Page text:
The series they did select were curious in their obviousness, being among the more talked about productions. I bet someone who had never watched any Canadian TV in 2014 could've compiled the same list. One wonders how many other Canadian series they actually watched before they concluded there was nothing else worth mentioning?
Indeed, what's curious is they also complied a list of series they didn't like and yet the only Canadian series on it were non-narrative: Just for Laughs: Gags and Entertainment Tonight: Canada (which shows how astute they must be, because I suspect most of us couldn't even tell the difference between ET: Canada and ET: USA). So they make fun of Canadian TV by implying there's little worth mentioning -- yet no Canadian scripted/narrative series was bad enough to make the negative list. A bit of a contradiction, don't you think?
We're at a time when a number of Canadian series are enjoying decent ratings, good reviews, or have cult fandoms -- some series even have all three! So The National Post's decision to use its top ten list for Littlest Hobo jokes actually makes them seem creaky and out-of-step with the times -- like a middle-aged music critic making smarmy jokes about Drake just being an actor-turned-wanna-be-rapper.
And it could backfire on the shows they want to promote. They ask us to "trust" them when they say Schitt's Creek is good -- but why would fans of Saving Hope, The Lost Girl, Blackstone, Continuum, Rookie Blue, Heartland or any other show take their opinion seriously when they would rather make up joke series rather than acknowledge them?
There was a straight-faced top 20 series list (credited to a writer: David Berry). But I'm pretty sure all the series were American. I say "pretty sure" because I was at someone's house and jotting down notes would be tacky when festivities are ensuing. (Most of The National Post's lists were American-centric: best SNL skits, best Matthew McConaughey moments). Yet it wasn't titled The 20 Best "American" Series. So were U.K. and international series rejected as unworthy? Or was it simply that American programs are mainly what Berry (or The National Post's entertainment staff) watch? But then why not simply admit it's a list only of the best American series?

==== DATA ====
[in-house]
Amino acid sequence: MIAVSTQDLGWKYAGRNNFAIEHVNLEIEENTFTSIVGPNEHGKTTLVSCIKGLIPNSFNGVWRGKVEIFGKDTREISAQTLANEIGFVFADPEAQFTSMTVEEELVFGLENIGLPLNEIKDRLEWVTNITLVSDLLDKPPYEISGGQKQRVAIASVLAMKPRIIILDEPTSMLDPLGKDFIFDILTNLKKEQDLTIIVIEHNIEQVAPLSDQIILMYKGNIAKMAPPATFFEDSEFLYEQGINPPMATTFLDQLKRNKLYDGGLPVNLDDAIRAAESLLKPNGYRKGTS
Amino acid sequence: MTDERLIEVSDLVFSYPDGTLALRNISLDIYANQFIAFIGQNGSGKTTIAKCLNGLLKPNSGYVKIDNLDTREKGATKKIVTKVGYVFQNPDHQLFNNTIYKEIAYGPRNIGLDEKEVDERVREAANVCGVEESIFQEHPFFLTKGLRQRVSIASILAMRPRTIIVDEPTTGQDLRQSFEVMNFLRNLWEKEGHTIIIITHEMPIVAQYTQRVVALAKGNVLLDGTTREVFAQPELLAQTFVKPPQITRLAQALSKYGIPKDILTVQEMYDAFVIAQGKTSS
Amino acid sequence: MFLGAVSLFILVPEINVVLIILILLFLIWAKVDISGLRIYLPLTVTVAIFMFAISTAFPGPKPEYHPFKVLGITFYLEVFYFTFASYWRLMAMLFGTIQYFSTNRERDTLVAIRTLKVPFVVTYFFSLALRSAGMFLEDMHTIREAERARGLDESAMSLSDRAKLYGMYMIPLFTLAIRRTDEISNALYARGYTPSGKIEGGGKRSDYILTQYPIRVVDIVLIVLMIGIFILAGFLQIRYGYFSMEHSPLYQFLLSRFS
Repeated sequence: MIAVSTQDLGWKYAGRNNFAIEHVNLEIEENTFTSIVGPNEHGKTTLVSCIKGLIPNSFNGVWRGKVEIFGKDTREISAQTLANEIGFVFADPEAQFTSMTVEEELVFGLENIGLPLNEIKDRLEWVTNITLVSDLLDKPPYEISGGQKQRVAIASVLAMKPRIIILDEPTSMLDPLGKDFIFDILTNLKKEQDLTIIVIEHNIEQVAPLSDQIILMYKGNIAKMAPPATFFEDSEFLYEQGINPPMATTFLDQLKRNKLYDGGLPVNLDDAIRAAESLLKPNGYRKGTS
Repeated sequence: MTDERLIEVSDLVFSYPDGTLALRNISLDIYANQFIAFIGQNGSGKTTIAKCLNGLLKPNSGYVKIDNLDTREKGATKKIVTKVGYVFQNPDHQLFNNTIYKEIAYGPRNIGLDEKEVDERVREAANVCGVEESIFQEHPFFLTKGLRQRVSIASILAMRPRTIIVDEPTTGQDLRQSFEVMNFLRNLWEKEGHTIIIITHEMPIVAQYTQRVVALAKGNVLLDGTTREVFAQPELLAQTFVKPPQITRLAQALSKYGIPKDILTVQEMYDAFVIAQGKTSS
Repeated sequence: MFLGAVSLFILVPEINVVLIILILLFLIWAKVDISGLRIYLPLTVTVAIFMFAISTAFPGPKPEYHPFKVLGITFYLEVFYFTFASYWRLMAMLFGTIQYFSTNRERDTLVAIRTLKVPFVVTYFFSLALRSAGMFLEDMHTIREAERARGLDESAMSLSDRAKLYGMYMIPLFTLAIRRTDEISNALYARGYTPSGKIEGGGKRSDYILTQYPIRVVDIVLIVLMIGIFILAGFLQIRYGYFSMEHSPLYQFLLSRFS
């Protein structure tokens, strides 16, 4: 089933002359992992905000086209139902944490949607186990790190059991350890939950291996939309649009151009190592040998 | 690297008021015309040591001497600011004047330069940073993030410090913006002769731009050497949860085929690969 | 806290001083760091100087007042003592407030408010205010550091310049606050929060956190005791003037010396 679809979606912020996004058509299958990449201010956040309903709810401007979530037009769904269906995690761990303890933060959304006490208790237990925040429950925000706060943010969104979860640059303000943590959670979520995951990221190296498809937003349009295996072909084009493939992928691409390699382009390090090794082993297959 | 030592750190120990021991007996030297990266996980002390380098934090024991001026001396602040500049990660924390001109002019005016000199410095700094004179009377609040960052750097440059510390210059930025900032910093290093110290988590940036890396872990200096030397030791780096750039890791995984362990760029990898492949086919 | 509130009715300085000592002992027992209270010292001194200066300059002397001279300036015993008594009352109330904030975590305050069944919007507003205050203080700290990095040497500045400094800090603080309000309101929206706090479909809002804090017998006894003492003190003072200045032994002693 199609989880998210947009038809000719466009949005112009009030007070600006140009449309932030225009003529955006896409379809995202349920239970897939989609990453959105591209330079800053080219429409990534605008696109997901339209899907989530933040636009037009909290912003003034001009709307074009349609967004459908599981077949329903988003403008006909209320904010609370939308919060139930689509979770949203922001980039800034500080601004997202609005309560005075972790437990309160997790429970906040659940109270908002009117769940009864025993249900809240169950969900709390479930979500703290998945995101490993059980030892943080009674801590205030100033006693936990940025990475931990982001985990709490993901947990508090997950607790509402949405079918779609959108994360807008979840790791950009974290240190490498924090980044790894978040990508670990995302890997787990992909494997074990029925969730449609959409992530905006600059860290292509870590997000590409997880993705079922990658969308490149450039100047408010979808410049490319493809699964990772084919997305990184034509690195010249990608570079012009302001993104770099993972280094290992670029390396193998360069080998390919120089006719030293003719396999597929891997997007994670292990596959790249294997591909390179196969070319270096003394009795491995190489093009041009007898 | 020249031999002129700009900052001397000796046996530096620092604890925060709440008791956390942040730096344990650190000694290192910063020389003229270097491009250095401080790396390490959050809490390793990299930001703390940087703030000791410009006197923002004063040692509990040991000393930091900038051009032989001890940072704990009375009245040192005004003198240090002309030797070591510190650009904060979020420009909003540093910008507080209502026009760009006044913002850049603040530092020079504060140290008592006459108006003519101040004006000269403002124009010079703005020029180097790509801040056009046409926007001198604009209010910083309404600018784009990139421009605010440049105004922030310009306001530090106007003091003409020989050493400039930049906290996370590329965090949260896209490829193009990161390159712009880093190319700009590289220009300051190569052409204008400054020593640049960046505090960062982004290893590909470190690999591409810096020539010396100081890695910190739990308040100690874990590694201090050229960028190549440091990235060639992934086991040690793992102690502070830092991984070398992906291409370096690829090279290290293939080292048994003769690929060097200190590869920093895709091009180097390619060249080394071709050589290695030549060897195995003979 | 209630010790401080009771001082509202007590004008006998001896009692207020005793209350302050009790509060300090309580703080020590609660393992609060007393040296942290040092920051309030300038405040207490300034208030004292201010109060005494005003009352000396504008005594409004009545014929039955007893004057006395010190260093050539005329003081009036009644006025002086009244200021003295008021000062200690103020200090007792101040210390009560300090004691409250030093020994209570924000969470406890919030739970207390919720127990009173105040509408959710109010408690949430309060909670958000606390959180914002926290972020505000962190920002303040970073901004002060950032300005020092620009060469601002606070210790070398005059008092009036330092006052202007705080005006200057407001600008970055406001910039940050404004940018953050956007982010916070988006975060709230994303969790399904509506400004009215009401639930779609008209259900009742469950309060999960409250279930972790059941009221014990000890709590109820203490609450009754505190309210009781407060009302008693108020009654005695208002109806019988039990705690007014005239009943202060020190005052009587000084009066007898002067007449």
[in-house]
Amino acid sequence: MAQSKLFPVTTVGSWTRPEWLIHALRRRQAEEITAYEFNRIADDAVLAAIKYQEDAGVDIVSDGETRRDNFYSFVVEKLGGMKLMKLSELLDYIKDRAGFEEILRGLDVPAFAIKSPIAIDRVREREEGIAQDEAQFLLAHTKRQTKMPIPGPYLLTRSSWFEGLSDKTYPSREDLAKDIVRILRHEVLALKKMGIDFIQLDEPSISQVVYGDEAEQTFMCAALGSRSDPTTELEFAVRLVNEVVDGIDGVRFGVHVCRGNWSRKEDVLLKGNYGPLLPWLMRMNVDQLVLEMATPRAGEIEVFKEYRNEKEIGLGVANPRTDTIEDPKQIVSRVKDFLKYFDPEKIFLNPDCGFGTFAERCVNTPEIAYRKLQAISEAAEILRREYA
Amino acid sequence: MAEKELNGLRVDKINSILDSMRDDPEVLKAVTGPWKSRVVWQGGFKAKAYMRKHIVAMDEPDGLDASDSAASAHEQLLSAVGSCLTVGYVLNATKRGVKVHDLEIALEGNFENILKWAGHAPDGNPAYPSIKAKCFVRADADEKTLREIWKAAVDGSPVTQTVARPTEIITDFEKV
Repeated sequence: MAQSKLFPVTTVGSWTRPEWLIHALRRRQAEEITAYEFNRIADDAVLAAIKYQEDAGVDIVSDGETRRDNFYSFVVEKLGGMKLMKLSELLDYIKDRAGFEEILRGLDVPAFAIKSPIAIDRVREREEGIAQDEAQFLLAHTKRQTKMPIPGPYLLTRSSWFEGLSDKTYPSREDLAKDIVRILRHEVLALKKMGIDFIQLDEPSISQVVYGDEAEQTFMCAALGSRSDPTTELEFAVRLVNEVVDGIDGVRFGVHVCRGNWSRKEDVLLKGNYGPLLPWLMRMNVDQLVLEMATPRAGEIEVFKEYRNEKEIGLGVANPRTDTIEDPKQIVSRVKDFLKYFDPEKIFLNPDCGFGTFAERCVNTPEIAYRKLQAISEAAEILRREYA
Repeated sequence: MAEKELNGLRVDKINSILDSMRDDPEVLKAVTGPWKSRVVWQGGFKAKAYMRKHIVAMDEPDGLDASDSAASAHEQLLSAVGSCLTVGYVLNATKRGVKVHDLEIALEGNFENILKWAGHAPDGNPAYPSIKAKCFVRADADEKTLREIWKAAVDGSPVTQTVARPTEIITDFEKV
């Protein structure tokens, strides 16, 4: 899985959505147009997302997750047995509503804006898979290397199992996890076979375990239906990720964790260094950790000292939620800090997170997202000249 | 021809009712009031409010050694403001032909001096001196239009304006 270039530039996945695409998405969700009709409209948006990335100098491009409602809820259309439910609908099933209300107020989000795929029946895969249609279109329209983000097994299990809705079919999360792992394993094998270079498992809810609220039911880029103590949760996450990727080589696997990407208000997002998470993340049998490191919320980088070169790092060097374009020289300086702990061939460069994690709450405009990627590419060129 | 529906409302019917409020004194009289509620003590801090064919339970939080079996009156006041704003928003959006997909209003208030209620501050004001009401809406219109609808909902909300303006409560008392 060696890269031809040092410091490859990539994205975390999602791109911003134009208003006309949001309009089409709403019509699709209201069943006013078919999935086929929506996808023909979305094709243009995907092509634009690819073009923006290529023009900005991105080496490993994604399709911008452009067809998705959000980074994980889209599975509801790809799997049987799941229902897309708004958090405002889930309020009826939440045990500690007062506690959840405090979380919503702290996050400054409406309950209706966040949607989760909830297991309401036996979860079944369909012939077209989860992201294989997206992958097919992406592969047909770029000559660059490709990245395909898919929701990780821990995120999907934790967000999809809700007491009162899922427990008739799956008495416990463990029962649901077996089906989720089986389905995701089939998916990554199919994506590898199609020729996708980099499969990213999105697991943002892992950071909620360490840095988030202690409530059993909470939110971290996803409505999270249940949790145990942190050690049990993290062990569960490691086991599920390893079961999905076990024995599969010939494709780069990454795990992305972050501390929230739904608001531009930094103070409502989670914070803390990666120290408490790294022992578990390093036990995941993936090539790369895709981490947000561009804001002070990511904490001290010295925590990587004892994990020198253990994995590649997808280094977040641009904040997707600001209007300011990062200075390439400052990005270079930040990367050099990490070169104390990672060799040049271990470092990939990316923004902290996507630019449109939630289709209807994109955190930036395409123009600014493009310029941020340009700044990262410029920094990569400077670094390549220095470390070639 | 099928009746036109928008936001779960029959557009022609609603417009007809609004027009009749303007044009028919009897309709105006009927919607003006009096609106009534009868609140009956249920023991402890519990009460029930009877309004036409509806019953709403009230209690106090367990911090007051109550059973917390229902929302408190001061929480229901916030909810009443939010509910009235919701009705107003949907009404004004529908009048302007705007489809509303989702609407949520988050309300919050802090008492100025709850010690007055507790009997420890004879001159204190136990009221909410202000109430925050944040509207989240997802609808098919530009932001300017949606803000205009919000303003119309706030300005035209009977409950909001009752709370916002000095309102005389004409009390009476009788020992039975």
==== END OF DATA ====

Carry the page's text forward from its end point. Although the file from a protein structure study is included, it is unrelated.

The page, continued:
Instead we have a newspaper compiling a list of Canadian series as a snide put-down, and another list that implies (by omission) that American TV is better than anyone else's. (Does that mean Gracepoint is better than Broadchurch? Is The National Post assuming the U.S. version of Secrets & Lies will be better than the Australian original?)
The reason I make this point is because I see the two attitudes as sides of a coin and reflective of a philosophy (The National Post often perceived as being right wing): denigrating Canada while exalting all-things America.
Now I'm sure if anyone from The National Post were to read this they'd complain that it's juvenile, full of cheap shots and hurtful put-downs. To which I would respond: "Yeah -- not very nice, is it?"
Hork! Hey, losers -- it's raining.